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How to Live With Covid
The emergency is over. It’s time to pivot to preparedness.
The Omicron variant, like its predecessors, transformed the COVID-19 virus. Unlike its predecessors, however, it also transformed the way the country thinks about COVID-19. The pandemic is not over, but the emergency is. Someone needs to come up with a national plan to pivot to a post-emergency regime focused on preparedness instead of containment.
Fortunately, someone has: the Biden Administration. Unfortunately, you haven’t heard about it, because no one is talking about it—including, mystifyingly, President Biden. That needs to change, and soon, if Biden hopes to lift his sagging presidency.
None of this is to say that the pandemic has run its course. As of early February, COVID was killing over 2,000 Americans a day. In hard-hit areas, understaffed hospitals were strained. There was no reason to think Omicron would be the last variant. We were not out of the woods, although the Omicron wave looks—fingers crossed—as if it will subside this month.
Nonetheless, human-virus relations have entered a new stage, that of coexistence. Everyone realizes that the virus, with its repertoire of mutations, is here to stay. Panels and articles on the new normal are cropping up. Governors are adjusting their approach. Protocols that seemed at least vaguely justifiable a few months ago now seem ridiculous. Does anyone think it serves any purpose to wear a mask in a restaurant until you’re seated, then take it off when beverages are served? To tell vaccinated college students they shouldn’t leave the county or eat outdoors at a restaurant? To bar travel from entire countries in hopes of keeping out variants that are already here or will arrive from somewhere else?
Fortunately, many Americans grasp that the human-virus relationship has turned a corner, and that the 2020-2021 way of thinking is obsolete. But how should we retune our mindset?
A useful suggestion comes from Alex Tabarrok, an economist at George Mason University who has been saying smart things about the pandemic since it began. “When vaccines were coming, it made a lot of sense to put off a lot of other good things in life—to do what economists call intertemporal substitution,” he said in a recent interview. “Once vaccines are available and widespread, you can’t intertemporally substitute anymore because there’s no more cavalry coming. This is it. Before vaccines, costly actions can delay your getting COVID until after you’re vaccinated, which is highly valuable. But the corollary is that once you move to the permanent scenario and are vaccinated, costly actions that mostly delay when you get COVID have much less value.”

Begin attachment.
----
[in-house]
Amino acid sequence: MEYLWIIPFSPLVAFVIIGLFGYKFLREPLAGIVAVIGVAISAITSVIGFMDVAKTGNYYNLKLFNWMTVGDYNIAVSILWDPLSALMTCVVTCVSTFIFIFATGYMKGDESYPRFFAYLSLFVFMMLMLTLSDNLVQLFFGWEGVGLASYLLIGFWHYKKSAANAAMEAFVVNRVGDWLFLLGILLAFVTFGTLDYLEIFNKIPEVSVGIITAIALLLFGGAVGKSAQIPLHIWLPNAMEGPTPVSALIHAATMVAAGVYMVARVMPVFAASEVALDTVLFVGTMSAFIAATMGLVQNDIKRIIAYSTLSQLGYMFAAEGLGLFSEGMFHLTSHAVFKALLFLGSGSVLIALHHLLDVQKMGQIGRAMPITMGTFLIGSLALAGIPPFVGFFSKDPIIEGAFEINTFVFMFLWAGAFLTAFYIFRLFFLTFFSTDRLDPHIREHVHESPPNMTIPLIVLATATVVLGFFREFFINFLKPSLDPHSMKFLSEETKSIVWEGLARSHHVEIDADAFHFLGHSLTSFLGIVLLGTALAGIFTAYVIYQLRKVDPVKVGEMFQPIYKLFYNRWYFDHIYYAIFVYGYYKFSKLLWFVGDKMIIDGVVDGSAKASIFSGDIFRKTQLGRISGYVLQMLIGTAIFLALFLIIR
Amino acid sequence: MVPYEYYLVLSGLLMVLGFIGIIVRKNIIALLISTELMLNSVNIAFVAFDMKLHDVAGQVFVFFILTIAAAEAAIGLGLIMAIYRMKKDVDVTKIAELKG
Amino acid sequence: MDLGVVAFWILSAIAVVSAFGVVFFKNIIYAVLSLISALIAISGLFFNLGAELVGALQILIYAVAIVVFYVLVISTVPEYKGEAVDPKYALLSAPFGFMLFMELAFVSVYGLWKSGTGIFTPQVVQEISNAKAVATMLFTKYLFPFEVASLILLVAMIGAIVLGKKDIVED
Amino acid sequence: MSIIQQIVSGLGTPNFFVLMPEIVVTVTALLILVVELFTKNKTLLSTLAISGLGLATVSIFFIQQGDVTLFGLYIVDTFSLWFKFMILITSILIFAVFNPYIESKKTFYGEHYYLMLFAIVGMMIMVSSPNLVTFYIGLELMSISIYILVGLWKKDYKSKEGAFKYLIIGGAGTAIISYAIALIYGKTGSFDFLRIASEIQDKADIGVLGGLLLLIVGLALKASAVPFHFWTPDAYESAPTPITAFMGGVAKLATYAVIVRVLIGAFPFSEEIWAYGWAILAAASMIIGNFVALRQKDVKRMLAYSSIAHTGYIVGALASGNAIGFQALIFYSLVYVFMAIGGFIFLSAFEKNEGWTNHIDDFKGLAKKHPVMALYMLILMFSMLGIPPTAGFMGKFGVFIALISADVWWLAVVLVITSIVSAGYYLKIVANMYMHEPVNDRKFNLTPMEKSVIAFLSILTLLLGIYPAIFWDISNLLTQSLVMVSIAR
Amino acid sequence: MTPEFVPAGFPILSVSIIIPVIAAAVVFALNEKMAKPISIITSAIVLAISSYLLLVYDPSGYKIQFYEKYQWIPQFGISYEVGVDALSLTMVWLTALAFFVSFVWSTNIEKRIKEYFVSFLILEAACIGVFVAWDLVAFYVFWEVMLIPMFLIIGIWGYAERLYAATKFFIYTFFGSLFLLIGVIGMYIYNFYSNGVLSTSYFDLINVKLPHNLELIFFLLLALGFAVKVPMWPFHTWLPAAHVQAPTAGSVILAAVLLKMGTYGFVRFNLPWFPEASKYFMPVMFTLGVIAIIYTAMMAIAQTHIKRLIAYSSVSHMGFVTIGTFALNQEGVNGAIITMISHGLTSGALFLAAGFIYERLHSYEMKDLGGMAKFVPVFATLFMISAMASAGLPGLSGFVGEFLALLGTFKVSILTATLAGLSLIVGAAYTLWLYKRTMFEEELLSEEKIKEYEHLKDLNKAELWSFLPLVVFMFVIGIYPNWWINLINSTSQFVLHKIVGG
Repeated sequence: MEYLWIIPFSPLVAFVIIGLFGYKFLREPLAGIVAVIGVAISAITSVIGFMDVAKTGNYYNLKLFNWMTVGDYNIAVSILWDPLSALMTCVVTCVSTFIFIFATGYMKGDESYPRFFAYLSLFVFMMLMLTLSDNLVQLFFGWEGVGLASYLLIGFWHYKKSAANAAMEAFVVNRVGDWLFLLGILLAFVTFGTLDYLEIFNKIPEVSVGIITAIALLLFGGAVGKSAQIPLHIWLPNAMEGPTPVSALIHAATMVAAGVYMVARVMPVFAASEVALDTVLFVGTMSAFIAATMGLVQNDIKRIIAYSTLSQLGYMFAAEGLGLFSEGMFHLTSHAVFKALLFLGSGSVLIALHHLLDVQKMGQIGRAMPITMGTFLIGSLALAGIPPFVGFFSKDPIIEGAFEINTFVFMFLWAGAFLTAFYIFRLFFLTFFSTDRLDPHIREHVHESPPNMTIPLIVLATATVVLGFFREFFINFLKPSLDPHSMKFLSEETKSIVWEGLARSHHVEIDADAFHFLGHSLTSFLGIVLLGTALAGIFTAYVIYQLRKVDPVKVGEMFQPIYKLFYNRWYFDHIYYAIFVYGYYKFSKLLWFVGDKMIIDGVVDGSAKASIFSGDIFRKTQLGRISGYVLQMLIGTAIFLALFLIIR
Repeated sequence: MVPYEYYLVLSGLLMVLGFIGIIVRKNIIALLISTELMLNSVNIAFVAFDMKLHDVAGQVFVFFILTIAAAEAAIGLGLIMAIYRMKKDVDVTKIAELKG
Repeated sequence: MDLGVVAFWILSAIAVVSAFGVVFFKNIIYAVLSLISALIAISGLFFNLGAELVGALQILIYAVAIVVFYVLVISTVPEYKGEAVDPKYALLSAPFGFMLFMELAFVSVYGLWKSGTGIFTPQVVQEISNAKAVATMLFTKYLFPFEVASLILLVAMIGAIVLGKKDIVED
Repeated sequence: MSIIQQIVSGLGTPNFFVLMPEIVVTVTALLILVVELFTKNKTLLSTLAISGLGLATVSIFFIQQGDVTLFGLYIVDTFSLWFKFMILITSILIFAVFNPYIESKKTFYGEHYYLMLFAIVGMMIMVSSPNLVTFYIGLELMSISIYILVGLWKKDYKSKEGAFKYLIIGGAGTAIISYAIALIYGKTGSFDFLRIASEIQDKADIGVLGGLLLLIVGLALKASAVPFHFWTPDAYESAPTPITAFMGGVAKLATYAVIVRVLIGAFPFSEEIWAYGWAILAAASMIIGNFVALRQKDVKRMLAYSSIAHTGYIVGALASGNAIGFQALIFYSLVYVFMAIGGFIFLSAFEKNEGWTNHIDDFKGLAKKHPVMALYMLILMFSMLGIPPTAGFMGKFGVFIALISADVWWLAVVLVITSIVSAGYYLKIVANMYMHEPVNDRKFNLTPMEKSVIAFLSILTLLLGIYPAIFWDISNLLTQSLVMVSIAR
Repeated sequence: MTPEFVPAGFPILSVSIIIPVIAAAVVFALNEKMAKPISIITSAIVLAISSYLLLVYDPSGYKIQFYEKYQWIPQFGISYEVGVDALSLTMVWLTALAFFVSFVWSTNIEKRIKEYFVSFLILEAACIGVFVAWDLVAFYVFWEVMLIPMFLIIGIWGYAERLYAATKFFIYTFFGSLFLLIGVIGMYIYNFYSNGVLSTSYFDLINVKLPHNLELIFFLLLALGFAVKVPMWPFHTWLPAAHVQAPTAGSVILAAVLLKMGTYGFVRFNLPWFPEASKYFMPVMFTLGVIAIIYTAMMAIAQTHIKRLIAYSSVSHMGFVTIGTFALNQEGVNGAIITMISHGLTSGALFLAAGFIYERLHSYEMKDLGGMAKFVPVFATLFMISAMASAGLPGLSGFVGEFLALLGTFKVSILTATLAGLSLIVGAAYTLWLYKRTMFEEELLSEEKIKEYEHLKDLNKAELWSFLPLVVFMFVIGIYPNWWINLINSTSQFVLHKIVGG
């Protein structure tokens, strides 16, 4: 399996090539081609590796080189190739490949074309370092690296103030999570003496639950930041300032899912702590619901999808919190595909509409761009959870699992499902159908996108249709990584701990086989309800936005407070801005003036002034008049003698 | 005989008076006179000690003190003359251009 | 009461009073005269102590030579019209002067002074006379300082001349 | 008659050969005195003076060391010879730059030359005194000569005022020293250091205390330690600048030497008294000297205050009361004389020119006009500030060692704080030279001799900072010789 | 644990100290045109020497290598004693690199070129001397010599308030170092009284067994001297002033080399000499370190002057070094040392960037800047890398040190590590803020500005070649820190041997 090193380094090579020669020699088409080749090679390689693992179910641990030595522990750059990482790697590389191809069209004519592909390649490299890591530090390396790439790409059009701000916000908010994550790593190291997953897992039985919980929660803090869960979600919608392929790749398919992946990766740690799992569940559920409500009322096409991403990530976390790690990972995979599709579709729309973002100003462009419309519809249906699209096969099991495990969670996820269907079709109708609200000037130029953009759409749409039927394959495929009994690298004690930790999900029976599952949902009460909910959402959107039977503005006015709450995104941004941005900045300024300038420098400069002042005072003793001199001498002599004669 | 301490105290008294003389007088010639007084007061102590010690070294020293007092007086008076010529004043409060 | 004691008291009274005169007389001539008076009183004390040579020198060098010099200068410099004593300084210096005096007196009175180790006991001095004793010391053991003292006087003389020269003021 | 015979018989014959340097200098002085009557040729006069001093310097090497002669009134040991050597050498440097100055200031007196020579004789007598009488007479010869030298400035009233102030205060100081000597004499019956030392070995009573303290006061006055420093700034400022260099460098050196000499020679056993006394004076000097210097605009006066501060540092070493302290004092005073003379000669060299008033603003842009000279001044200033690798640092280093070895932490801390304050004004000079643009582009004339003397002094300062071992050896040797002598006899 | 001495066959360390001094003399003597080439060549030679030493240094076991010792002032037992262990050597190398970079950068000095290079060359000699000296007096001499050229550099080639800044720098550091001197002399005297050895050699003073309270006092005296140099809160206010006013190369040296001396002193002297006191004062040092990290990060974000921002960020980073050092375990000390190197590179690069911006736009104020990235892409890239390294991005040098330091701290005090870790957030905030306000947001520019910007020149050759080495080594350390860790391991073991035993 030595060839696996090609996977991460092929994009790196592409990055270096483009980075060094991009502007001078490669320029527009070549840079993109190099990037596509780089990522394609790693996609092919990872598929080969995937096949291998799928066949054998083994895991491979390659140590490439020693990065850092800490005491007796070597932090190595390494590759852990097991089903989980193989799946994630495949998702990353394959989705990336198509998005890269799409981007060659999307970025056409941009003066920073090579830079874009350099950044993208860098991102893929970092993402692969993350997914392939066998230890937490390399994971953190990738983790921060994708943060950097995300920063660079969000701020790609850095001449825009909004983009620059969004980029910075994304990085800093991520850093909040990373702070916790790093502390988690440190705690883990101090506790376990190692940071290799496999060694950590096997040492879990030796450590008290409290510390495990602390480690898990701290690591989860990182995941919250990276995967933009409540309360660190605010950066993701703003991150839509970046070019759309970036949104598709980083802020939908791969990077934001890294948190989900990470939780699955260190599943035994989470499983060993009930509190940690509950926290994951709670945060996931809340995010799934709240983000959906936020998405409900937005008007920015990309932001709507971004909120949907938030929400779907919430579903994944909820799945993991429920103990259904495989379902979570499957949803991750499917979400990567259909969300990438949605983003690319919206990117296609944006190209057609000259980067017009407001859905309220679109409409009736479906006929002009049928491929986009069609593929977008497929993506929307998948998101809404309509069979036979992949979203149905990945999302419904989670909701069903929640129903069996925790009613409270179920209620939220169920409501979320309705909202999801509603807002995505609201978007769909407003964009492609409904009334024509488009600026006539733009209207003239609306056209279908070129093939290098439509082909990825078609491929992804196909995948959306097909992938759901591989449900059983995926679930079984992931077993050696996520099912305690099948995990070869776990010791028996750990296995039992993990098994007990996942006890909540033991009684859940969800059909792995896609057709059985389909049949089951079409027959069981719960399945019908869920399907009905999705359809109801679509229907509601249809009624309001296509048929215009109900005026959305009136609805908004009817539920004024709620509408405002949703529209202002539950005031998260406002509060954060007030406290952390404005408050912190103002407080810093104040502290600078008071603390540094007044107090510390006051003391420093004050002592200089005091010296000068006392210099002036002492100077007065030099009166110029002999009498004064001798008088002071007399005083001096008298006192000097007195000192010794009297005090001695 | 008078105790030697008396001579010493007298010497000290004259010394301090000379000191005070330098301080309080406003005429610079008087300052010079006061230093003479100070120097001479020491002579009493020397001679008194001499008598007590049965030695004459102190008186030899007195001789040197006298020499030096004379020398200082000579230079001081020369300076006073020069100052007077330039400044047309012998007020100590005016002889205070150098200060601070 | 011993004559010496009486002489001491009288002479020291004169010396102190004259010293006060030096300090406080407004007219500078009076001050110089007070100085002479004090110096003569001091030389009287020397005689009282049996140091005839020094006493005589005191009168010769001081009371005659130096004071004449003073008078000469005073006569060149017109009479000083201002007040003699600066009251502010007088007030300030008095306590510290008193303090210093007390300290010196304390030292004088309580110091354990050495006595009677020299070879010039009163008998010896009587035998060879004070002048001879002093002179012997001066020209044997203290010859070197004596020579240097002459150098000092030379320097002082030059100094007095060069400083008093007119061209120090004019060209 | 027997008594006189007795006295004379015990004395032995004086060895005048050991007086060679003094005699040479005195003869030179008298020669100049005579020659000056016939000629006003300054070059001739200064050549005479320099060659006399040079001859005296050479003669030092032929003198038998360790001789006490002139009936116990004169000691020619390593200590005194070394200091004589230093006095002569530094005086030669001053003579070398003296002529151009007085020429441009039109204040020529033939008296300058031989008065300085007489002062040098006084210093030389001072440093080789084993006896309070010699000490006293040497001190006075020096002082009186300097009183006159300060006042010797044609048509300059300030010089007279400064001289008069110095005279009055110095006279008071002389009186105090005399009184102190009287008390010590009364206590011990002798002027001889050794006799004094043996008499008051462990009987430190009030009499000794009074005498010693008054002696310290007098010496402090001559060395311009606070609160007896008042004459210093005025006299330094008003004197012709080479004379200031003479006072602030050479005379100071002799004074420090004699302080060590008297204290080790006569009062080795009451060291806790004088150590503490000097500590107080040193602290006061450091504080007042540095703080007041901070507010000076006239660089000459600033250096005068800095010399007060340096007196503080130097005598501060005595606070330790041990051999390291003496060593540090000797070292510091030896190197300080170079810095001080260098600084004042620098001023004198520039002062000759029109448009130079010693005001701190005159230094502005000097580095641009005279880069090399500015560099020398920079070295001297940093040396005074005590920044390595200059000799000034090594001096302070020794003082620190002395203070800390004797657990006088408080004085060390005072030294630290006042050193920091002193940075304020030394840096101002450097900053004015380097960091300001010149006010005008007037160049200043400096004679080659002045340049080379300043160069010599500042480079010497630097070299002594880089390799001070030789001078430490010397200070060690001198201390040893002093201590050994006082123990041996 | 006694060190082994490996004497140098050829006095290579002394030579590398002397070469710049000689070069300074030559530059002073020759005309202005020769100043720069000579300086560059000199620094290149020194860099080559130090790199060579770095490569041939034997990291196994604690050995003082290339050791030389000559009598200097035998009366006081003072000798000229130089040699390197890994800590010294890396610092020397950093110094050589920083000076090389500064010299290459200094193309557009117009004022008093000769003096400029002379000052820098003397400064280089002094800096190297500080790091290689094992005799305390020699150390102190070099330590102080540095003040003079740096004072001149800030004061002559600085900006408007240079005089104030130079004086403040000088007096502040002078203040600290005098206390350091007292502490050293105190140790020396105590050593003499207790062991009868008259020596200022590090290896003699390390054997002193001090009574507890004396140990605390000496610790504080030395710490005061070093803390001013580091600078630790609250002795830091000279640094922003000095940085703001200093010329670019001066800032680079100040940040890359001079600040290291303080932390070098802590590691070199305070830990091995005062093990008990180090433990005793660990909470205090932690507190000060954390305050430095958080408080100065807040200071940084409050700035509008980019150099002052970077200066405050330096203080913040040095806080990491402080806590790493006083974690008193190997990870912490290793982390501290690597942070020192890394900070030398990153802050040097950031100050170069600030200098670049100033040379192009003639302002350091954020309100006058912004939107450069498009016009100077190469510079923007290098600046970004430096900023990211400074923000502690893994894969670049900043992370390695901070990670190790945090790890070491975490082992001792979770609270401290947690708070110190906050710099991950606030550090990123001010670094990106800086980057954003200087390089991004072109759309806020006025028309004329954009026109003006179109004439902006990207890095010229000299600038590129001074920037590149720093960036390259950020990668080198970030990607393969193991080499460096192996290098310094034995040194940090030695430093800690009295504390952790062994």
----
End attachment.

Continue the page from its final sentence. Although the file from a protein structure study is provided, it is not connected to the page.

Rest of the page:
Here’s a way to help think about this. Suppose we could sustainably reduce the annual COVID death toll to about 150,000, which was the level of last summer, before the Delta wave. Your odds of dying of COVID-19 would be about 3.5 times the odds of dying in a traffic accident or a fall (each category claims about 40,000 lives a year, according to the CDC), and a bit less than your odds of dying in all kinds of accidents (which kill about 200,000).
I’m not saying that 150,000 is a number we should aim for; we can, should, and eventually will do much better. Still, as we saw last summer, it is a level which most Americans feel is compatible with a mostly normal lifestyle. For vaccinated people, the risk level would be far lower, and no greater than other risks we accept in everyday life, such as driving around. Even at Omicron’s currently high prevalence, COVID-19 is no emergency for the vaccinated and healthy.
That being the case, Tabarrok proposes a rule of thumb: “Whatever we do, we should be thinking about, ‘Do we make this permanent or not?’” If measures are not candidates for permanence, “We might as well stop them now or soon.”
Specifically, what might that rule of thumb imply? Lockdowns and border closures would end. Ditto for social distancing. Masking would be optional except among the vulnerable. Workplaces would reopen. Schools would stay open. At least for the vaccinated, COVID testing would be deployed only to diagnose symptoms and avoid particularly risky situations, not as a way to screen the population or decide about joining friends for dinner. Self-isolation for people with COVID could be encouraged but not required, except for special cases like health-care and eldercare workers.